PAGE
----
Today I went to the house of a cousin who has a Windows touchscreen desktop computer. I needed to test the color game because the technical person behind the observatory exhibition was having problems with touch events on this set-up.

My 10 year old nephew was with me and I asked him to play the game on his Android phone. He gave up after a couple of stages, “Why did you make the game so difficult to play?” was his praise to me. I told him it worked better on desktop, I just had to fix the game to load it up on the desktop touchscreen.

And this we did. Sure enough: a larger screen helps immensely and he had a good time playing, but this gave me the insight that a simple mobile adaptation is not enough, I will need to adapt the interface for thumb ergonomics.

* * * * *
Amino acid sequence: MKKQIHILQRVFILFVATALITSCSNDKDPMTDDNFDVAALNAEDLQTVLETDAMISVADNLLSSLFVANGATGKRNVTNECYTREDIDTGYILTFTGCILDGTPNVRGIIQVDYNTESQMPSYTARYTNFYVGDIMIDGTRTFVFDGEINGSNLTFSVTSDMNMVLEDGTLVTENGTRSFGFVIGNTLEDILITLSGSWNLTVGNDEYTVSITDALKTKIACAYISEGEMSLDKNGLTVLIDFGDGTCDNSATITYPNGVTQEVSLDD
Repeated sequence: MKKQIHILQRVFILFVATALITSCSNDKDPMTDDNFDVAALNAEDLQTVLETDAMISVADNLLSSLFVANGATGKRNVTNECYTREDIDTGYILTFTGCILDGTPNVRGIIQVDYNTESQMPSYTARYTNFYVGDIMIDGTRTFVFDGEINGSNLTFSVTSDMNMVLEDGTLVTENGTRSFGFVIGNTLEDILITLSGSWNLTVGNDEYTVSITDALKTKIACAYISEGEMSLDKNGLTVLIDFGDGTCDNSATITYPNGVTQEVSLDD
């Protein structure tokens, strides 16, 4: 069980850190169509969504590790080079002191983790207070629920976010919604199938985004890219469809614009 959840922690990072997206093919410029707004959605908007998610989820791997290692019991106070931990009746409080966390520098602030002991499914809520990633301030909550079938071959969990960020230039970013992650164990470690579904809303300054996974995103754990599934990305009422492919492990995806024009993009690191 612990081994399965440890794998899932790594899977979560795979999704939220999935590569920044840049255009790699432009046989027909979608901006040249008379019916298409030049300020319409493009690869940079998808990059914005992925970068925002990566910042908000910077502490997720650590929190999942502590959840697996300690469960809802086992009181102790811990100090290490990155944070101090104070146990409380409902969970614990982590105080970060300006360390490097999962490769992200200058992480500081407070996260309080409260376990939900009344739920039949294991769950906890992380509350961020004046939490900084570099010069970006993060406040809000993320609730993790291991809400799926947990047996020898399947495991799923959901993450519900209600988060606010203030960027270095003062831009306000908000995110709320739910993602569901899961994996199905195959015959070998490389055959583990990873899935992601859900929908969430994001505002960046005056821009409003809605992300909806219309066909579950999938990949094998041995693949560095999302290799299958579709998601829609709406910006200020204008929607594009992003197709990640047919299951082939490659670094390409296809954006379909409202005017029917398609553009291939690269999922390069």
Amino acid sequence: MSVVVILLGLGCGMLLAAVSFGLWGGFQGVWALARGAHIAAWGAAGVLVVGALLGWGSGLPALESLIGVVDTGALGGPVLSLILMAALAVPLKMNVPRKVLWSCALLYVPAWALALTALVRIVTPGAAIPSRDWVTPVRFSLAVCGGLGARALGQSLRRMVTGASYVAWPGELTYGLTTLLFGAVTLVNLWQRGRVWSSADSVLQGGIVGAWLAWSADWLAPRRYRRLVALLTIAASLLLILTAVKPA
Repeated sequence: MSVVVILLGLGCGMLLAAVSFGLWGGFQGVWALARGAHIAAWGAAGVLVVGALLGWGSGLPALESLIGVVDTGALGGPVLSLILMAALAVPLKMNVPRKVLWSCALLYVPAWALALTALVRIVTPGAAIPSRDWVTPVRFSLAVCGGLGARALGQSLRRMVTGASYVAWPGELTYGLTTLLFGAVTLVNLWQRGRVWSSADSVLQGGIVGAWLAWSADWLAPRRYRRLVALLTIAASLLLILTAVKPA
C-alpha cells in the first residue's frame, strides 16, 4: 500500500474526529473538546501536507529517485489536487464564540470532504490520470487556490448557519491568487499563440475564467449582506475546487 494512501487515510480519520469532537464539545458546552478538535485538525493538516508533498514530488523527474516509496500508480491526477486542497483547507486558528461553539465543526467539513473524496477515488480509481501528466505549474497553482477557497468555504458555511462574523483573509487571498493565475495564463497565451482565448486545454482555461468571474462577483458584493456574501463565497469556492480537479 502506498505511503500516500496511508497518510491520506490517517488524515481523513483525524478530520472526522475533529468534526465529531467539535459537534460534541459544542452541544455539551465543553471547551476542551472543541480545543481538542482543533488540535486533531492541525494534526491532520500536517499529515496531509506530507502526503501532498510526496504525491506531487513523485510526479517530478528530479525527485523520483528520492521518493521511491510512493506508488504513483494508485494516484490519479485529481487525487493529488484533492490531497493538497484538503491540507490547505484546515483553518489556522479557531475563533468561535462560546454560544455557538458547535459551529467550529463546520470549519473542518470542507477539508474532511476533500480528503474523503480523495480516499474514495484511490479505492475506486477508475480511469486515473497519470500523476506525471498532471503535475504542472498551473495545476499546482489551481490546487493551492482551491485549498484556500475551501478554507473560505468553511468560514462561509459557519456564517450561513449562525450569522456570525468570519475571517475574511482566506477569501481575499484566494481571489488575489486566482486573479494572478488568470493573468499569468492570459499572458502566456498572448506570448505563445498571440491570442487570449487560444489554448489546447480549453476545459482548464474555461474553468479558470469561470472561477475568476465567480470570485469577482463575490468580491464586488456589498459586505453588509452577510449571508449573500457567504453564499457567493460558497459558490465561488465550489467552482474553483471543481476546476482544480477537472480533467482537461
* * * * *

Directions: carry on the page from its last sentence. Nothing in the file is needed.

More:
Using my nephew as a subject also helped me discover a bug: if you tap the Windows touchscreen with two fingers, it will display the context menu. My nephew was very frustrated because he had selected a perfect match, and dismissing the context menu changed the selected color which gave him a bad score. He threw his hands up in the air in frustration, but I excitedly told him he had discovered something very valuable and promptly fixed it.

Regarding touch behavior, I was expecting a difficult if not impossible fix—if your browser app exhibits different behavior per platform (it worked correctly on my Mac and iPhone), it usually traces up to the way the OS implements the feature in question.

My problem turned out to be code I had copied from StackOverflow nine years ago. It looks something like this:

document.ontouchmove = fn

Which, despite its terseness, does not look correct to my javascript intuition, but I can’t say for sure. This did work on MacOS and iOS. It could have been fixed with either of these:

document.documentElement.ontouchmove = fn document.body.ontouchmove = fn

But I chose the less terse…

document.body.addEventListener("touchmove", fn)

Because that’s how I expect events to be attached in my current coding habits.